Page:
Tag Archives: overseas

Hockey players returning from leagues overseas want exemption from Canada’s quarantine rules

Playing professional hockey in Switzerland is no holiday for Daniel Winnik.

That’s why Winnik, who plays for Genève-Servette HC of the Swiss National League, has signed a petition asking that Canadian professional hockey players returning home from overseas be placed on the COVID-19 essential travelers list and be exempt from a mandatory three-day hotel quarantine.

“I know there’s a bunch of ‘Snowbirds’ who go to Florida and southern places to get away from winter,” Winnik, a Toronto native who spent 11 seasons in the NHL, said from Geneva. “We’ve got guys that come over here to work. Obviously, all of us would love to be playing in North American in the NHL or AHL but the reality is we couldn’t get jobs there.

“We came overseas to be able to provide for our families. We’re not here on vacation. We’re making a living for our families.”

In February, the federal government introduced measures that call for most air passengers to take a COVID-19 test after landing in Canada and spend up to three days of their 14-day quarantine period in a designated hotel to await their test results. The hotel stay could cost up to $ 2,000.

Maxim Noreau, a Montreal native who plays defence for the ZSC Lions in Zurich, estimates the mandatory hotel quarantine will cost around $ 4,000 for him, his wife and two sons.

“We are all here overseas trying to earn income to supply for our families and coming back to Canada is a big stress for us, especially with my two little boys,” Noreau said in an email.


Maxim Noreau (56) won a bronze medal with Team Canada at the Pyeongchang Olympics in 2018. (Getty Images)

“Coming back to Canada is a safe haven for us and we 100 per cent want to quarantine in our own home for 14 days as we would expect everyone else to do the same without bias.”

The petition, on Change.org, says Canadians playing hockey overseas are there “for their livelihood” and “putting these individuals and their families into the same category as travellers/vacationers would be unfair.”

The petition’s goal is 10,000 signatures. So far over 7,800 people have signed.

The Public Health Agency of Canada said in an email it is aware of the hockey players’ petition, but said the border measures are in place to prevent the introduction of new COVID-19 cases.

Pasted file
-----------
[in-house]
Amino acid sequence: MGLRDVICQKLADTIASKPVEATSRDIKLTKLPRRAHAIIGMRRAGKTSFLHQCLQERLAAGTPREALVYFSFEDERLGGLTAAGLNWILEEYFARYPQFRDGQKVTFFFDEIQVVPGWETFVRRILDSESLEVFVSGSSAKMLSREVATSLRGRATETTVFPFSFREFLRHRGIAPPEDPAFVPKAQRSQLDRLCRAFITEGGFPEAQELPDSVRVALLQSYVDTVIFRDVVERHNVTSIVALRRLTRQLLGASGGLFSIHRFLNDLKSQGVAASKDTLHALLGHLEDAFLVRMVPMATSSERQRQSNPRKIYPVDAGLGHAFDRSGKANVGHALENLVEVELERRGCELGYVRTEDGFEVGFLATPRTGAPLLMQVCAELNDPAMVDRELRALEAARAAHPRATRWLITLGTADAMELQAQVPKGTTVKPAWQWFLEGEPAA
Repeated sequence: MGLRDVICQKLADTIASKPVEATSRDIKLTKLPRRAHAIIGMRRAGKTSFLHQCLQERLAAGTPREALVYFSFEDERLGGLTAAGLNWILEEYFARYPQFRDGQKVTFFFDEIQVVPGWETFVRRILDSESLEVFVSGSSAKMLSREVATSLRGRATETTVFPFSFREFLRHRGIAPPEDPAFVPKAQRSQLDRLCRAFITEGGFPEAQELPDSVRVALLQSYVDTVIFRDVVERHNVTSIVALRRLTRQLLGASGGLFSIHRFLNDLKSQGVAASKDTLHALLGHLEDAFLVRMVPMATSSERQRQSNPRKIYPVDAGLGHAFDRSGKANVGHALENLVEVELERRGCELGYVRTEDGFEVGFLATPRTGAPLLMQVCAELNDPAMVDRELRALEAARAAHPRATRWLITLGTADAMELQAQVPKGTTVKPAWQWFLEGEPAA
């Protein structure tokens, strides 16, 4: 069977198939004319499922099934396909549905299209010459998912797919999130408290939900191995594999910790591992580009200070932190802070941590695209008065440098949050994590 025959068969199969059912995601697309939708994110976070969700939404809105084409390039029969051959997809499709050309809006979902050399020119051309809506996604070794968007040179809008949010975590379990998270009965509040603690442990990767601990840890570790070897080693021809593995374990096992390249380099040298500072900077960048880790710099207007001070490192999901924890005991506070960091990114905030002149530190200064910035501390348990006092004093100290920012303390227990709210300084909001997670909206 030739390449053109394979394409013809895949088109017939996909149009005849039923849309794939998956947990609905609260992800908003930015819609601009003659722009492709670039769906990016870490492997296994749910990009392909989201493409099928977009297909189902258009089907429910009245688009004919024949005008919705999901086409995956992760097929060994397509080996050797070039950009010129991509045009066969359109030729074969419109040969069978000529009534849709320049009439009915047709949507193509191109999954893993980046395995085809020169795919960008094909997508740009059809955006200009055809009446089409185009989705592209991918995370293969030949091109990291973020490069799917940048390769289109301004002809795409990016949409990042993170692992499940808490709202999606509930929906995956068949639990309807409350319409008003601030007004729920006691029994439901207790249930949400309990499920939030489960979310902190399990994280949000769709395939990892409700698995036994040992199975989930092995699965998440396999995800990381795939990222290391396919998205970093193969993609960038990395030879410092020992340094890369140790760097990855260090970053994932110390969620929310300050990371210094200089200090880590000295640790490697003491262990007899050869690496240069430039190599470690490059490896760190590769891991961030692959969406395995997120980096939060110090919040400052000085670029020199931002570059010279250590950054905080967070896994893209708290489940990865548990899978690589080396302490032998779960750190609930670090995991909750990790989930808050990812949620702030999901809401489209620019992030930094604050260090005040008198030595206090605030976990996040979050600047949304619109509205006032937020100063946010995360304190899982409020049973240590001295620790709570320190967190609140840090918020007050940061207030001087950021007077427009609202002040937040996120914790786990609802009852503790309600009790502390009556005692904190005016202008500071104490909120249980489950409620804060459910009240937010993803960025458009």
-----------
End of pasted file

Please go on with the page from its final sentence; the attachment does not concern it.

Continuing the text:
The government has issued exemptions to the mandatory 14-day quarantine period under national interest grounds for professional athletes, staff and third-party personnel “to support safe return-to-play when robust measures are in place to mitigate the risk of importation and spread of COVID-19 in Canada.

“These exemptions are not intended for professional athletes returning to Canada,” the agency said.

WATCH | Ottawa to ease restrictions for Olympic athletes:

CBC Sports’ Jamie Strashin joined CBC Morning Live host Heather Hiscox to discuss the Canadian government’s plans to offer Canadian athletes exemptions from some quarantine-related travel restrictions in the lead-up to the Olympics. 4:57

No difference between vacation, working

Anita Ho, an associate professor in bioethics and health services research at the University of British Columbia, said COVID-19 doesn’t discriminate.

“I don’t really see the [argument of] vacationing versus work destination,” she said. “COVID spreads among people. So, if you are in close proximity, whether it is through work, whether it’s through playing hockey or playing and vacationing, it makes no difference.”

Ho acknowledged the mandated hotel stay can impose a financial hardship on some people.

“The government should make it as affordable as possible for people to do those three days,” she said.

Canadian Heritage Minister Steven Guilbeault recently said the federal government has agreed to offer 750 Olympic and Paralympic athletes — along with members of their support staff — exemptions from some quarantine-related travel restrictions in the lead-up to the Olympics.

Ho understands the exemption for Olympic athletes who have lived in a bubble and have been routinely tested.

‘A lot of money’

“That’s why you can show their risk of being infected is very low,” she said.

Winnik was taken 265th overall in the 2004 NHL draft by the Phoenix Coyotes. A six-foot-two, 210-pound forward he would play 798 games — scoring 82 goals and 251 points — with eight teams, including the Toronto Maple Leafs.

Winnik has played the past two seasons with Genève-Servette, collecting 22 goals and 44 points in 49 games this year.

Winnik’s team is currently in the playoffs, but the season is over for many other Canadians who are looking to return home. The mandatory hotel stay adds another cost.

“It’s a lot of money,” Winnik said. “They’re asking people to pay to be able to return home to where they’re from.”

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Japan reportedly to stage Tokyo Olympics, Paralympics minus overseas spectators

Japan has decided to stage this summer’s Tokyo Olympics and Paralympics without overseas spectators due to public concern about COVID-19, Kyodo news agency said on Tuesday, citing officials with knowledge of the matter.

The Tokyo 2020 games organizing committee said in response that a decision would be made by the end of March.

The Olympics, postponed by a year because of the pandemic, are scheduled for July 23 to Aug. 8 and the Paralympics from Aug. 24 to Sept. 5.

Kyodo said the government had concluded welcoming fans from abroad would not be possible given public concern about the coronavirus and the detection of more contagious variants in many countries, Kyodo cited the officials as saying.

The opening ceremony of the torch relay would also be held without any spectators, Kyodo said.

“The organizing committee has decided it is essential to hold the ceremony in the northeastern prefecture of Fukushima behind closed doors, only permitting participants and invitees to take part in the event, to avoid large crowds forming amid the pandemic,” Kyodo said, quoting the officials.

Tokyo 2020 president Seiko Hashimoto has said she wants a decision on whether to let in overseas spectators before the start of the torch relay on March 25.